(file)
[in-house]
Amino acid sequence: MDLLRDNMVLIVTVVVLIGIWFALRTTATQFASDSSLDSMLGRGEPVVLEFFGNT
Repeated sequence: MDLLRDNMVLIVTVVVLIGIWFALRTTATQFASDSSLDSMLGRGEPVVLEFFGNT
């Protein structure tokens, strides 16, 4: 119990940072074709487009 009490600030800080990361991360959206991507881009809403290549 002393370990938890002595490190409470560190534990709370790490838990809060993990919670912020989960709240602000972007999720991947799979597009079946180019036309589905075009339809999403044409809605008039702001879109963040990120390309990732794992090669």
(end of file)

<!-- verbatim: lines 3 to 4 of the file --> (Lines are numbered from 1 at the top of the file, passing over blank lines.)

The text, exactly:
Repeated sequence: MDLLRDNMVLIVTVVVLIGIWFALRTTATQFASDSSLDSMLGRGEPVVLEFFGNT
């Protein structure tokens, strides 16, 4: 119990940072074709487009 009490600030800080990361991360959206991507881009809403290549 002393370990938890002595490190409470560190534990709370790490838990809060993990919670912020989960709240602000972007999720991947799979597009079946180019036309589905075009339809999403044409809605008039702001879109963040990120390309990732794992090669």